Breast cancer is a disease that affects millions of women around the world, including those who identify as lesbian, gay, bisexual, transgender, and queer (LGBTQ+). Of course, breast cancer can also affect anyone including nonbinary people, transgender folx, and men. Unfortunately, members of the LGBTQ+ community often face unique challenges in accessing healthcare and receiving adequate care, which can increase their risk of developing breast cancer and may result in late diagnosis and poor outcomes.
When LGBTQ+ people are diagnosed with breast cancer, they experience delays in diagnosis and are three times more likely to have the breast cancer come back (recurrence) than people who are heterosexual and cisgender, according to a recent study. (1)
Discrimination, stigma, and systemic inequalities can make it difficult for LGBTQ+ individuals to access healthcare and receive the care they need. Social determinants of health, defined as the “conditions in which people are born, grow, live, work and age,” often play a significant role in the health outcomes of LGBTQ individuals.
For example, transgender people may face barriers in accessing healthcare due to discriminatory policies and attitudes. Studies have shown that transgender and nonbinary people are less likely than cisgender women to receive mammograms and other breast cancer screening which may contribute to later diagnoses and higher mortality rates. Bisexual women have also been shown to be less likely to receive mammograms. (2)
Lesbian women may also be at higher risk of breast cancer due to factors such as fewer pregnancies. Additionally, they may face barriers in accessing healthcare due to discrimination, particularly if they live in areas with few LGBTQ+ friendly healthcare providers. (3)
To address these disparities, there is a growing movement for LGBTQ+ health equity, which aims to ensure that all individuals, regardless of sexual orientation or gender identity, have access to equitable and affirming healthcare. This includes providing culturally competent care, confidential and respectful treatment, and addressing the unique health needs of LGBTQ+ individuals.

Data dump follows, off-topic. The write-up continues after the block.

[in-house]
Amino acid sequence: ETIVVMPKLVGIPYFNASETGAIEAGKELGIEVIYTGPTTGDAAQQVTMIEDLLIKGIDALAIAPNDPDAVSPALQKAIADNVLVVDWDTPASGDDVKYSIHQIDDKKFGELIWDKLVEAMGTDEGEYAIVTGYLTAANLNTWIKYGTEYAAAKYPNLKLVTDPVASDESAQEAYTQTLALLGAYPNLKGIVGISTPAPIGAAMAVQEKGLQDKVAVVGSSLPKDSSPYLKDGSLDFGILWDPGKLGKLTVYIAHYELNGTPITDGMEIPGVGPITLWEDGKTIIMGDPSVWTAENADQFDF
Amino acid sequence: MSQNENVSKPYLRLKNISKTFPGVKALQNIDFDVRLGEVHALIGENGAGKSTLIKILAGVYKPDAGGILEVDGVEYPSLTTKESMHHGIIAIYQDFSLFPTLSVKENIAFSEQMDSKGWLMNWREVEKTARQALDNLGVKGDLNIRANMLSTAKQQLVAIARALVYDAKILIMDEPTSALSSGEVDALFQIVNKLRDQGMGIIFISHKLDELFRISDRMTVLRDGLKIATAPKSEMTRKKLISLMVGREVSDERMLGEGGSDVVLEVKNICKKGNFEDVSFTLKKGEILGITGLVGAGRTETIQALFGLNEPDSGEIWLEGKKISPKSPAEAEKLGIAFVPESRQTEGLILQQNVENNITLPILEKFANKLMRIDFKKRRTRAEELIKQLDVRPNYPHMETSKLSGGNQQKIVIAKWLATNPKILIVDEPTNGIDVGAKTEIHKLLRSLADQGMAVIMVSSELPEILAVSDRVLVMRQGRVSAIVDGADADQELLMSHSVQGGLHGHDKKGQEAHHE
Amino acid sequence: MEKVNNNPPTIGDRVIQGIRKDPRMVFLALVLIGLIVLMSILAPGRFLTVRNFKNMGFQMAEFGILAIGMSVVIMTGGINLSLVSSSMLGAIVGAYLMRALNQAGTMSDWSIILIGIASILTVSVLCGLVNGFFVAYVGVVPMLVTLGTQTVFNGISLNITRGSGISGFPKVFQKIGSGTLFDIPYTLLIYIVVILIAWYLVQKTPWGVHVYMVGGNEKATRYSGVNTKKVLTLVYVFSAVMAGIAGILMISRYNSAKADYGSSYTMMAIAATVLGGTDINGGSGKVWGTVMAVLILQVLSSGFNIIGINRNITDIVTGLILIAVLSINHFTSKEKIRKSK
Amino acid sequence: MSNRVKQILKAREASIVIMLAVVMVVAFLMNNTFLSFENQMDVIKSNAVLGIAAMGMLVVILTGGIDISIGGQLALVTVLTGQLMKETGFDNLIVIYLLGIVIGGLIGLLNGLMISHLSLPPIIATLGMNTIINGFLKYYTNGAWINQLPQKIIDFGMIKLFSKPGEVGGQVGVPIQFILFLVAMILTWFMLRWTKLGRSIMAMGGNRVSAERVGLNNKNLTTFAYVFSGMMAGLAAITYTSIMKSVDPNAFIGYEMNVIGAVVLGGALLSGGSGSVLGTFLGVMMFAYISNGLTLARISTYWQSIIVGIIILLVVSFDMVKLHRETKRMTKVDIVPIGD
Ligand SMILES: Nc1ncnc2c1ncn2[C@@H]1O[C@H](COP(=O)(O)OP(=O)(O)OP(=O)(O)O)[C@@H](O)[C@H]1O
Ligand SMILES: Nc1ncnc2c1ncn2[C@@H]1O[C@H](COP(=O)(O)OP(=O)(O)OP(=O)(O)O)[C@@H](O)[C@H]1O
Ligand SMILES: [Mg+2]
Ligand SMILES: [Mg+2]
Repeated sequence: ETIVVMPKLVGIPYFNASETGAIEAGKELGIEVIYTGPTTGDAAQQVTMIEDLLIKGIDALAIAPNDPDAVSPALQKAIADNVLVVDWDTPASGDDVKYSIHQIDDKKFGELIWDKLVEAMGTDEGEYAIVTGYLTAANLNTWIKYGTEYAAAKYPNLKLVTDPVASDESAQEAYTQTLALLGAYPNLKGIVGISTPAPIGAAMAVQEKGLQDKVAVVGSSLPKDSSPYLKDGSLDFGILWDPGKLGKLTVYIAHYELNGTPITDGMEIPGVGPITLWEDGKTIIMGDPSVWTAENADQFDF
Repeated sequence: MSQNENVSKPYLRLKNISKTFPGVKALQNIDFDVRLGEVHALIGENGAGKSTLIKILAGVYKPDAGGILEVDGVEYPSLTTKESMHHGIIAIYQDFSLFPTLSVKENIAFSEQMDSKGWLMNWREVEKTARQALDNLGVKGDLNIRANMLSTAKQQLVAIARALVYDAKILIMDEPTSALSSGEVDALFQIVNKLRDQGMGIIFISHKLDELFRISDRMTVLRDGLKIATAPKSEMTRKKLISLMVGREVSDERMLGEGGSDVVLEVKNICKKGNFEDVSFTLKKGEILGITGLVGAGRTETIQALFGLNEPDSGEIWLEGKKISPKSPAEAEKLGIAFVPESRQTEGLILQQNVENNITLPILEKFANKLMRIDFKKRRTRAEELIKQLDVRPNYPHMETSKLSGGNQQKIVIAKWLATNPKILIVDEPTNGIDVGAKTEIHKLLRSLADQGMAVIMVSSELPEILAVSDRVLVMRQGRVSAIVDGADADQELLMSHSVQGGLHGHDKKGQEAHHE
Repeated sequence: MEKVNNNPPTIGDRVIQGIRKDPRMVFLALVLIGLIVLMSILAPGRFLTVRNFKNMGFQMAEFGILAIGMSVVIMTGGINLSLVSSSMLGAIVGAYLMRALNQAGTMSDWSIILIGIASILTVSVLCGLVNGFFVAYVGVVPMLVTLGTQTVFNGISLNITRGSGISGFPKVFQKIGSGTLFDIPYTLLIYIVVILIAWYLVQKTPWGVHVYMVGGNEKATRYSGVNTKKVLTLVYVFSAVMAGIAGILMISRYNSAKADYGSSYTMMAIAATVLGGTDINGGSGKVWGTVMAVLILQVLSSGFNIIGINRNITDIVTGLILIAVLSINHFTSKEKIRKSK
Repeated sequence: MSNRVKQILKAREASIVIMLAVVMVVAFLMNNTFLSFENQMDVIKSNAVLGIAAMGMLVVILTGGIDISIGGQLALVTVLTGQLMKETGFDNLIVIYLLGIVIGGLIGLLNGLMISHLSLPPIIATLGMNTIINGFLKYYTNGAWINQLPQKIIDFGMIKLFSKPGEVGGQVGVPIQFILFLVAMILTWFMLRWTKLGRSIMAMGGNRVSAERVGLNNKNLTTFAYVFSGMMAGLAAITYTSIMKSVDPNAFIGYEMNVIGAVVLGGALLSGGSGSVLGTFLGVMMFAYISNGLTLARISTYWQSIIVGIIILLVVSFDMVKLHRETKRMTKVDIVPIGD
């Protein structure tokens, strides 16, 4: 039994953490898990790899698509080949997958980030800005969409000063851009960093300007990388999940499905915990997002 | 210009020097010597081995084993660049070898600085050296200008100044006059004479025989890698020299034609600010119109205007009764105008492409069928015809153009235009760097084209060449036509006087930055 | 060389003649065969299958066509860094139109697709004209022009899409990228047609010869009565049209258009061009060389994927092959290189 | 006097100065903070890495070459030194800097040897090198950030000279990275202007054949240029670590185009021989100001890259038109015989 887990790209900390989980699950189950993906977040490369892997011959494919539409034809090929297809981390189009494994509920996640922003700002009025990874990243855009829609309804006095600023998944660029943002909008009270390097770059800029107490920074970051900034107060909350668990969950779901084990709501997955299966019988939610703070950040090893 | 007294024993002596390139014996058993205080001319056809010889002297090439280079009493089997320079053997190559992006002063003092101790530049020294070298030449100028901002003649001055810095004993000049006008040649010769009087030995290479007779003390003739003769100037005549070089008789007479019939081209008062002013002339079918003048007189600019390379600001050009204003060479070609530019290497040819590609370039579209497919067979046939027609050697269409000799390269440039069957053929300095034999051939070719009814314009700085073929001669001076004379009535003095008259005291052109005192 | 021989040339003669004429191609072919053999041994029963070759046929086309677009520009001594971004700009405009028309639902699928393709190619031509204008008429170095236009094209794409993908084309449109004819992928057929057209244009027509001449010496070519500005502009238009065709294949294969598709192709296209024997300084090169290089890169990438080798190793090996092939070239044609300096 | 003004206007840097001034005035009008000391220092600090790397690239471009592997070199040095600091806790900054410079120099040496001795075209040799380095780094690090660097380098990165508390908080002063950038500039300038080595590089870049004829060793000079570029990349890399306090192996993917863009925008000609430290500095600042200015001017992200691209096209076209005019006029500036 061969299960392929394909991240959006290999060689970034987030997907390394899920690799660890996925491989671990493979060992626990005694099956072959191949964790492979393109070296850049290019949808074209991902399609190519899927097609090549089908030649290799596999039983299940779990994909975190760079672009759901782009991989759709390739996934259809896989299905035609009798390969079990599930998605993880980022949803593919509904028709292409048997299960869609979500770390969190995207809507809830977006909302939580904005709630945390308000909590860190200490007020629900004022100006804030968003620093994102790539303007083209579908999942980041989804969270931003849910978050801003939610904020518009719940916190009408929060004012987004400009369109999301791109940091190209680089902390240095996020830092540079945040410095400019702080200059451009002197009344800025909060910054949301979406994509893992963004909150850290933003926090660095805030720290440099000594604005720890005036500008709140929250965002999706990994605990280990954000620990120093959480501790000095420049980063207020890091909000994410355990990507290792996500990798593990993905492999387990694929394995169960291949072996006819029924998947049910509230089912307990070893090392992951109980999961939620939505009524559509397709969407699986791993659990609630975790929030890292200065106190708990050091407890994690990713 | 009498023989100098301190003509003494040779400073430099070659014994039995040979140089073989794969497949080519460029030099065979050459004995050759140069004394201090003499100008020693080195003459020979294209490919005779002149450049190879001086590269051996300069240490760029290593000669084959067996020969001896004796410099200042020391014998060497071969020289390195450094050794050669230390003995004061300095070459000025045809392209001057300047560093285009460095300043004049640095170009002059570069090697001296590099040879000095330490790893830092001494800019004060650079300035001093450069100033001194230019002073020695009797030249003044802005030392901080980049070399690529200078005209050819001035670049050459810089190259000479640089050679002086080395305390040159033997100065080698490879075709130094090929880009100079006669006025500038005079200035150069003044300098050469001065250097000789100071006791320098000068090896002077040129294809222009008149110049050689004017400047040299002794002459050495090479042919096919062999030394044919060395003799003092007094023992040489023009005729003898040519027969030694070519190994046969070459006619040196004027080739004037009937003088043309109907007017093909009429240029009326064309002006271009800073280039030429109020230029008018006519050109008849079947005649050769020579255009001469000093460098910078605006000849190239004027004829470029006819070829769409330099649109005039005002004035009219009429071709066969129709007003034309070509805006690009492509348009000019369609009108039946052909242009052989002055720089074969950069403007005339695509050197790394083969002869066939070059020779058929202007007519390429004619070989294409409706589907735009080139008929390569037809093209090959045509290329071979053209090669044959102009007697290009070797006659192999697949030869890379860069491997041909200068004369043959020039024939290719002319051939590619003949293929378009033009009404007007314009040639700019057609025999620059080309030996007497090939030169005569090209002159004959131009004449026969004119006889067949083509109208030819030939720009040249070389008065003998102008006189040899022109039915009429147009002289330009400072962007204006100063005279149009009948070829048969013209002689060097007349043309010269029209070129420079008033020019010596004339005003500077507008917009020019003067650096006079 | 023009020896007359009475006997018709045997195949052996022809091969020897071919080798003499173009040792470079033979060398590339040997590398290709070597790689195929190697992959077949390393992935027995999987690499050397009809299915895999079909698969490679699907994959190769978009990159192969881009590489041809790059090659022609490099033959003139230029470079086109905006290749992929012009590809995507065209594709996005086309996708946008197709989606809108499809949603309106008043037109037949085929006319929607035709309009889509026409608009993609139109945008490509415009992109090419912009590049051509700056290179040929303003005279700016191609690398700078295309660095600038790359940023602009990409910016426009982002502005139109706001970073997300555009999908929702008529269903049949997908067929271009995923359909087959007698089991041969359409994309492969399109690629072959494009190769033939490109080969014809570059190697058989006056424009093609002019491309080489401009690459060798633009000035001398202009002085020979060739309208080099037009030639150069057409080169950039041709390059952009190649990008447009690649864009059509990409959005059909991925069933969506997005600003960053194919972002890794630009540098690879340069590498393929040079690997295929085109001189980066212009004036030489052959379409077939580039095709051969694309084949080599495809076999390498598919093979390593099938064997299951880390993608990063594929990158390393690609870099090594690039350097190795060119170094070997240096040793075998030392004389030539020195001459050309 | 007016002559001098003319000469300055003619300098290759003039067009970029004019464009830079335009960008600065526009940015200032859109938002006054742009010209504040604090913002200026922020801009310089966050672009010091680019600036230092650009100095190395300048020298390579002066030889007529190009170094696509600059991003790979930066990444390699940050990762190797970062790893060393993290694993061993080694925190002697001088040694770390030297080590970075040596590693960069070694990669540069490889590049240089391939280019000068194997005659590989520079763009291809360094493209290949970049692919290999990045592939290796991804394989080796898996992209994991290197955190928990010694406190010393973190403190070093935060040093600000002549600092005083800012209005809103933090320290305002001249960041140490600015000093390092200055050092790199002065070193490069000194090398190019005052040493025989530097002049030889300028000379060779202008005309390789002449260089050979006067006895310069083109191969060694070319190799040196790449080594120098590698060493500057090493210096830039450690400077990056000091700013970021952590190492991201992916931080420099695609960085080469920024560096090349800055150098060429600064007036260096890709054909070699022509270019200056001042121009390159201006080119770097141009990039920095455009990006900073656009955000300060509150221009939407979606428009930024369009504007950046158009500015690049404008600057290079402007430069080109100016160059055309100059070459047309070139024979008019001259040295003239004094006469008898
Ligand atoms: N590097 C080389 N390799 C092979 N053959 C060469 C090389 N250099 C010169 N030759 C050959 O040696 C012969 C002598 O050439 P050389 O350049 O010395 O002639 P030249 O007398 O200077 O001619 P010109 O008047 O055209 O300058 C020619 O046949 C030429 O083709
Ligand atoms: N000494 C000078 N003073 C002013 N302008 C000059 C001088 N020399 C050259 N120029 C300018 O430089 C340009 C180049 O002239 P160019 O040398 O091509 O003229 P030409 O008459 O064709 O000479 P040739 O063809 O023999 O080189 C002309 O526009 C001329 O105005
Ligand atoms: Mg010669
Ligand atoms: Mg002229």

Efforts are also underway to integrate LGBTQ health concerns into breast cancer research and treatment. For example, the National LGBT Cancer Network is a national organization that provides resources and support for LGBTQ individuals with cancer, including breast cancer. Other organizations, such as the LGBT Community Center in New York City, offer support groups specifically for LGBTQ+ individuals with breast cancer.
In conclusion, breast cancer is an important health issue for the LGBTQ+ community. Addressing the social determinants of health that contribute to health disparities within this community is essential to ensuring that all individuals have access to equitable and affirming healthcare, including breast cancer screening and treatment. With increased awareness and efforts towards LGBTQ+ health equity, we can work towards a future where all individuals, regardless of sexual orientation or gender identity, can receive the care they need and deserve.
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1 Journal JAMA Oncology. “Breast Cancer Diagnosis, Treatment, and Outcomes of Patients From Sex and Gender Minority Groups.” Feb. 2, 2023
2 Boston School of Public Health, “Transgender Patients, Bisexual Women Less Likely to Have Mammograms“, Nov 2, 2015
3 Women’s Health Issues. “Comparing breast cancer risk between lesbians and their heterosexual sisters“, March, 2004